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Merkel’s Children: Living Legacies Called Angela, Angie and Sometimes Merkel

“She will only eat German food!” said Ms. Maai of little Angela, now 5.

The fall of 2015 was an extraordinary moment of compassion and redemption for the country that committed the Holocaust. Many Germans call it their “fall fairy tale.” But it also set off years of populist blowback, emboldening illiberal leaders like Prime Minister Viktor Orban of Hungary and catapulting a far-right party into Germany’s own Parliament for the first time since World War II.

Today, European border guards are using force against migrants. Refugee camps linger in squalor. And European leaders pay Turkey and Libya to stop those in need from attempting the journey at all. During the chaotic withdrawal from Afghanistan, a chorus of Europeans was quick to assert that refugees would not be welcome on the continent.

“There are two stories here: One is a success story, and one is a story of terrible failure,” said Gerald Knaus, the founding chairman of the European Stability Initiative, who informally advised Ms. Merkel on migration for over a decade. “Merkel did the right thing in Germany. But she lost the issue in Europe.”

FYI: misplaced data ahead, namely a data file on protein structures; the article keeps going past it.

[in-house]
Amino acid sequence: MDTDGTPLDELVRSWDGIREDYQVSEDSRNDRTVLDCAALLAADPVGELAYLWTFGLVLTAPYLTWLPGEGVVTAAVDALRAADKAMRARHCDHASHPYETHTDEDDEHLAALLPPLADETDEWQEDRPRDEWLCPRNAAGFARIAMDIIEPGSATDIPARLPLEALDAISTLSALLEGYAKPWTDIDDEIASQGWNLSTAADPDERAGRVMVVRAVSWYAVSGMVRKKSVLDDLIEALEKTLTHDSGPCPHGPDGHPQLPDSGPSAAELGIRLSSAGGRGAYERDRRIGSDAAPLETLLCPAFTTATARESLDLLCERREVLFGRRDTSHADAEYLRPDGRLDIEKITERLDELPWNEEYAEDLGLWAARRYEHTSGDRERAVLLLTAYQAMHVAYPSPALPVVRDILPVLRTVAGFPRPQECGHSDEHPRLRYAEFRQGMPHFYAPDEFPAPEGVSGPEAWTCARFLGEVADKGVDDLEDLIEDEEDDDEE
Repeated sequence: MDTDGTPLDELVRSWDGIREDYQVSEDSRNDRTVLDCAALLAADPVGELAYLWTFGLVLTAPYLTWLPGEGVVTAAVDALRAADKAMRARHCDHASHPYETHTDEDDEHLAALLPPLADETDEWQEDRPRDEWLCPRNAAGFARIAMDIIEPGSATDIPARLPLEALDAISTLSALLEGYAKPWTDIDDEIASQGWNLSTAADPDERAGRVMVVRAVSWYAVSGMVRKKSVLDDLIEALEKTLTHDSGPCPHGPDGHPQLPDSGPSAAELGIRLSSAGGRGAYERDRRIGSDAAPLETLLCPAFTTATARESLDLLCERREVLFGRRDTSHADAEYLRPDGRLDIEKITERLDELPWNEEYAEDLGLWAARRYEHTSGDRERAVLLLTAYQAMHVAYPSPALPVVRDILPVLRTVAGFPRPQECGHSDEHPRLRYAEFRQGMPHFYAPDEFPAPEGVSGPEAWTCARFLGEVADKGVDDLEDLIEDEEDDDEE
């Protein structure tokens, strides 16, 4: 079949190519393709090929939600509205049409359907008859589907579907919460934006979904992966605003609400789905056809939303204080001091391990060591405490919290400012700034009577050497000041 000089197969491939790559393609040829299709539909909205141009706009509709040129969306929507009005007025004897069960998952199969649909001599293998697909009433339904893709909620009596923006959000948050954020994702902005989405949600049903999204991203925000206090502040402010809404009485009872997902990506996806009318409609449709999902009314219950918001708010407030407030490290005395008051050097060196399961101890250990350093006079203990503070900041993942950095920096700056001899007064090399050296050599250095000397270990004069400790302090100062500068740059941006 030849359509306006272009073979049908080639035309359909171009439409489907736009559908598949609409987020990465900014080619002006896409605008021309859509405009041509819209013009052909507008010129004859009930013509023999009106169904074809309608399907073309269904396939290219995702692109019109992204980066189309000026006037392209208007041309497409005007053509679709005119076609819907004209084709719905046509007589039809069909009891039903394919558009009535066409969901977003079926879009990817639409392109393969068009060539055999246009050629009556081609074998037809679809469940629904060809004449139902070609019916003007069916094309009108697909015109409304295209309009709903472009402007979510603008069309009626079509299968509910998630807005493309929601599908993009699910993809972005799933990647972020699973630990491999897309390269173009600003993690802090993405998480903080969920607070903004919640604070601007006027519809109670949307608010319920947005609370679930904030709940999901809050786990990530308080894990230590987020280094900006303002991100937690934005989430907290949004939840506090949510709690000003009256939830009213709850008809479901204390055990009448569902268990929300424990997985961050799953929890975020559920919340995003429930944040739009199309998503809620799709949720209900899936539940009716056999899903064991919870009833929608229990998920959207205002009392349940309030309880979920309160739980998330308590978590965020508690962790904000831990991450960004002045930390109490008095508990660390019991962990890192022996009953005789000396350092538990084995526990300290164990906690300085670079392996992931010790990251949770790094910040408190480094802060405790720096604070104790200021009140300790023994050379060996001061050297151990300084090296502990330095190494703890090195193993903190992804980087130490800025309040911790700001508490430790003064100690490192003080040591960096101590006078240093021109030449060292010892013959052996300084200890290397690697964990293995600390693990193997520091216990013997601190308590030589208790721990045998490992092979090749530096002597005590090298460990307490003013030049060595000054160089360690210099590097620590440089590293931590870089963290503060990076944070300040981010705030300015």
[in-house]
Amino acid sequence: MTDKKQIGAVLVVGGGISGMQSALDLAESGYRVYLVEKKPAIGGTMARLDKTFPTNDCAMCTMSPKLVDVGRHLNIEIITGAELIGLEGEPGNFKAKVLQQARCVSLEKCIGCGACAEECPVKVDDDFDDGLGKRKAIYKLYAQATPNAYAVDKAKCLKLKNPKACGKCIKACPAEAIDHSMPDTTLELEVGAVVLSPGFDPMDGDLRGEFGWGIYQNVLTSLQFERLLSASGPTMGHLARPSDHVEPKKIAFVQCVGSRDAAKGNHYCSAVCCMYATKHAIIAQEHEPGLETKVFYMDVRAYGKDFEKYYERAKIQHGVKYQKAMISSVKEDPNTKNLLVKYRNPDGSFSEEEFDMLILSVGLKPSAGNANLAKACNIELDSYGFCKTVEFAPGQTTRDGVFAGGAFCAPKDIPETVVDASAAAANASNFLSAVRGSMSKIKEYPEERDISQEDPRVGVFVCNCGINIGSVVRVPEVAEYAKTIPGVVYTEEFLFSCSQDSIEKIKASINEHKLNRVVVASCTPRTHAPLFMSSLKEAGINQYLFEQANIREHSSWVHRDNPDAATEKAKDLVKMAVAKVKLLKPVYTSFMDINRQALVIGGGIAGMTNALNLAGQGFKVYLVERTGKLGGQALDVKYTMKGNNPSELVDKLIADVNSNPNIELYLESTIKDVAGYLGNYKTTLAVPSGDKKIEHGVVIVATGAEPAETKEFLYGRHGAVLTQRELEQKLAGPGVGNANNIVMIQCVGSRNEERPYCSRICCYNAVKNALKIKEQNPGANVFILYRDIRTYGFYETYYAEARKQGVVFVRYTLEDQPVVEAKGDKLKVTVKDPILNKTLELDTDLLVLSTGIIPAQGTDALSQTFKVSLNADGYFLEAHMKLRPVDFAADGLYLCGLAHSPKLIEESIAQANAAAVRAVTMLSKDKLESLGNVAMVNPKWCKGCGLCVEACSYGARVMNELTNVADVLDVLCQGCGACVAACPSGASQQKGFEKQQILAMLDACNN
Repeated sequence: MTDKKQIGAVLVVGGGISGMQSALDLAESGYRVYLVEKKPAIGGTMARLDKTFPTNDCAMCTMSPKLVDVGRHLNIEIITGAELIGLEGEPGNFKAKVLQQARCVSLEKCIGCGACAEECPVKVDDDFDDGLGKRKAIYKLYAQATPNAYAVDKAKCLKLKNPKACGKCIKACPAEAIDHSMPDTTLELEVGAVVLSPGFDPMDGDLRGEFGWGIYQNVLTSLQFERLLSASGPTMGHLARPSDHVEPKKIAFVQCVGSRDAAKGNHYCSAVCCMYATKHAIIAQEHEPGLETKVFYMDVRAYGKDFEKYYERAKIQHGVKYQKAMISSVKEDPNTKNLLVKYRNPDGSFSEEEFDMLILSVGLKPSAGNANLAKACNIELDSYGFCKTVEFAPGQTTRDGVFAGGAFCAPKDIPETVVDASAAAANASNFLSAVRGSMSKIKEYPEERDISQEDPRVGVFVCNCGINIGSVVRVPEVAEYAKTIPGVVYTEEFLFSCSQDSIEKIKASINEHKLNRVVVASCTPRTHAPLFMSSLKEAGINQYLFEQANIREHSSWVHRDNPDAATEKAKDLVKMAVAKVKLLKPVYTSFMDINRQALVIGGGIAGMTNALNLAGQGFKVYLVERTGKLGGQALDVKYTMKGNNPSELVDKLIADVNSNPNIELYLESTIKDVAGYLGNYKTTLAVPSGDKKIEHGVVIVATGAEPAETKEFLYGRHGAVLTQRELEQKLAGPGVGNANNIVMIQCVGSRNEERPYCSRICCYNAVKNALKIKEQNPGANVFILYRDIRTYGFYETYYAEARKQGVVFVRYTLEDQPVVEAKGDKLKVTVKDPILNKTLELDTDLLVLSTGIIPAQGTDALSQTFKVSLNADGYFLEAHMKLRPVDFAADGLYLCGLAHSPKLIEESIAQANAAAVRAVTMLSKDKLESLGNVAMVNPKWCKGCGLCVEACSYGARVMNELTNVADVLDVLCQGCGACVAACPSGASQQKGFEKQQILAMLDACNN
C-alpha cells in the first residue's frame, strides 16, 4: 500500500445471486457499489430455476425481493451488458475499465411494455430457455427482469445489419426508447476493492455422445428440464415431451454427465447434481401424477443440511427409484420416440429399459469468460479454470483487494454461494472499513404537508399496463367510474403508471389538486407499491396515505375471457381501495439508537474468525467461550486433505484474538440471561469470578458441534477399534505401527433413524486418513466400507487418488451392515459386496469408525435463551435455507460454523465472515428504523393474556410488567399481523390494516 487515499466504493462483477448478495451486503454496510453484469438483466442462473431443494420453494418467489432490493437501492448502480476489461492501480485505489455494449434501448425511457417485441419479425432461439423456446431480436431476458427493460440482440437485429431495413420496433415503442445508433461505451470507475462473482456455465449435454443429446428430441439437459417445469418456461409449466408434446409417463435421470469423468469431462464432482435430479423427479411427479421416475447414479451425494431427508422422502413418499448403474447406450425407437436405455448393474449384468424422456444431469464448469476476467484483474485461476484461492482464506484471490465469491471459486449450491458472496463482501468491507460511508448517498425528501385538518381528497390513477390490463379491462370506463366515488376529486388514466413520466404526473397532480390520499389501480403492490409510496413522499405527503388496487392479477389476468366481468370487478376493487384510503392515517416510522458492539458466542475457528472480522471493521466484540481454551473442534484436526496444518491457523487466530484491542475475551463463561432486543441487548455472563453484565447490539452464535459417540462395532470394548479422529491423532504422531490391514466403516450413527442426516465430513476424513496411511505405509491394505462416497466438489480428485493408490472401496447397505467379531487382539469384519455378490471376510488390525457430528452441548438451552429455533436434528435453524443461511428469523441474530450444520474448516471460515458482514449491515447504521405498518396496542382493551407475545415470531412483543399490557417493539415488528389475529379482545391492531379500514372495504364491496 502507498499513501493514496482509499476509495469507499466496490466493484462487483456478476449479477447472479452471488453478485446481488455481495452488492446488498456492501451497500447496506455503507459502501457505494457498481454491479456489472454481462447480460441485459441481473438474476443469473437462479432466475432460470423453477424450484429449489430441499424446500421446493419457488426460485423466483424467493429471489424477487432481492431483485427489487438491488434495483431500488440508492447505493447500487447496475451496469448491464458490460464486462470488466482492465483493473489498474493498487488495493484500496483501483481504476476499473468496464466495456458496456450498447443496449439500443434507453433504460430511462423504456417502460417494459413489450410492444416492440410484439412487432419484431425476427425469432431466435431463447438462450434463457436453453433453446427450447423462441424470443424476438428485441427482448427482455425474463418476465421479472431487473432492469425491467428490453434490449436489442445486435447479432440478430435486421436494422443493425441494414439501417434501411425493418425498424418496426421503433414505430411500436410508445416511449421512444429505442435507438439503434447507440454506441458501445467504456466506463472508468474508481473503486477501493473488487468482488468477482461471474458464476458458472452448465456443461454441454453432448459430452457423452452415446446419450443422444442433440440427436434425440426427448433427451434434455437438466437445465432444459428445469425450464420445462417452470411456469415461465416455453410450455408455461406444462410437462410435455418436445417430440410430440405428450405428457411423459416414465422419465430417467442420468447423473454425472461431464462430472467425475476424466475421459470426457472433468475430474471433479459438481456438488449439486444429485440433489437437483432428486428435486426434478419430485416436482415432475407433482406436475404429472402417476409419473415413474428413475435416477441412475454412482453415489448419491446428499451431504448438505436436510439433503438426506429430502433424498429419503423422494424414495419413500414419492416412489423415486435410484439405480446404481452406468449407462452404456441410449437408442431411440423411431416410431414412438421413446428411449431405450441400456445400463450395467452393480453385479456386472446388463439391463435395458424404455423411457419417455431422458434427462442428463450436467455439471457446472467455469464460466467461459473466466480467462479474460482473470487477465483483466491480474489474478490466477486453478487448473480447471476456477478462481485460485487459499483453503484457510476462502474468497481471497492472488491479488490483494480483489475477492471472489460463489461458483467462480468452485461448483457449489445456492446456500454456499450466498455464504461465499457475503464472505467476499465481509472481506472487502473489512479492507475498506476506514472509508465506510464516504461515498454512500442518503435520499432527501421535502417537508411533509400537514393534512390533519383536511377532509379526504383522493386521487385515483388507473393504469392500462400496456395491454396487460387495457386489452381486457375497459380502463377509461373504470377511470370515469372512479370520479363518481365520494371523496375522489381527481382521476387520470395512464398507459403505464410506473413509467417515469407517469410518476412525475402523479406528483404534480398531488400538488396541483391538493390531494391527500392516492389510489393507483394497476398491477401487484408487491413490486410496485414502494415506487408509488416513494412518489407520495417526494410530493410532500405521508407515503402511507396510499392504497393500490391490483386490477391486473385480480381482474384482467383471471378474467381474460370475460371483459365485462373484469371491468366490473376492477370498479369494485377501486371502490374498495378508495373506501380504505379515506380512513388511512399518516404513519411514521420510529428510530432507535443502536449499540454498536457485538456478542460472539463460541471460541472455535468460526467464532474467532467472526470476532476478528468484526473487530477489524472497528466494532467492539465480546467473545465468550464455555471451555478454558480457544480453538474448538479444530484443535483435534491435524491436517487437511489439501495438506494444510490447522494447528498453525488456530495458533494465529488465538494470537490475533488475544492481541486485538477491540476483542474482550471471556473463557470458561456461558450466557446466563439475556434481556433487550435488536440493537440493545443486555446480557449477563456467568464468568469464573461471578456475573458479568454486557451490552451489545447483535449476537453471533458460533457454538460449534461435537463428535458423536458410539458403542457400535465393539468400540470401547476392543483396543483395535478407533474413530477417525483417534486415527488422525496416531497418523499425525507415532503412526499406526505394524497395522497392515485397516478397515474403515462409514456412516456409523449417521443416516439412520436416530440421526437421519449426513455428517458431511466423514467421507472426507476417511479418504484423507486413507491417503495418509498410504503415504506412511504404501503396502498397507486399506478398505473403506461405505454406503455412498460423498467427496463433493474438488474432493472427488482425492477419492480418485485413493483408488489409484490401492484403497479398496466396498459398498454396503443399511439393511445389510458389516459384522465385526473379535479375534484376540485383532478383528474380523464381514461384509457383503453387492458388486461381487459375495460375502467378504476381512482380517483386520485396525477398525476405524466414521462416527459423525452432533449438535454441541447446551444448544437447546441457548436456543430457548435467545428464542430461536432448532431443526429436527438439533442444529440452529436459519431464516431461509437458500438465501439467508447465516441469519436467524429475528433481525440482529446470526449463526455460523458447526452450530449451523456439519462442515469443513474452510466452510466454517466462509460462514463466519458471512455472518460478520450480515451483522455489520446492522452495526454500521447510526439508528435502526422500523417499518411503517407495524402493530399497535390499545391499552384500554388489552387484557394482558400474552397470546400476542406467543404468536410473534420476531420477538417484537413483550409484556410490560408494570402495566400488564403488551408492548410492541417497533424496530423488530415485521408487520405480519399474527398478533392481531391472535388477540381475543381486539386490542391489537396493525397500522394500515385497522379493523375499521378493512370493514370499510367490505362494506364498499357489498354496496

Having fled war, torture and chaos in Syria, Mhmad and Widad now live on Sunshine Street in the western German city of Gelsenkirchen. In their third-floor living room, a close-up of Ms. Merkel’s smiling face is the screen saver on the large flat-screen television, a constant presence.

“She is our guardian angel,” said Widad, a 35-year-old mother of six, who asked that she and her family members be identified only by their first names to protect relatives in Syria. “Angela Merkel did something big, something beautiful, something Arabic leaders did not do for us.”

“We have nothing to pay her back,” she added. “So we named our daughter after her.”

Angela, or Angie as her parents call her, is now 5. An animated girl with large hazel eyes and cascading curls, Angie loves to tell stories, in German, with her five siblings. Her sister Haddia, 13, wants to be a dentist. Fatima, 11, loves math.

“There is no difference between boys and girls in school here and that is good,” Widad said. “I hope Angie will grow up to be like Ms. Merkel: a strong woman with a big heart.”

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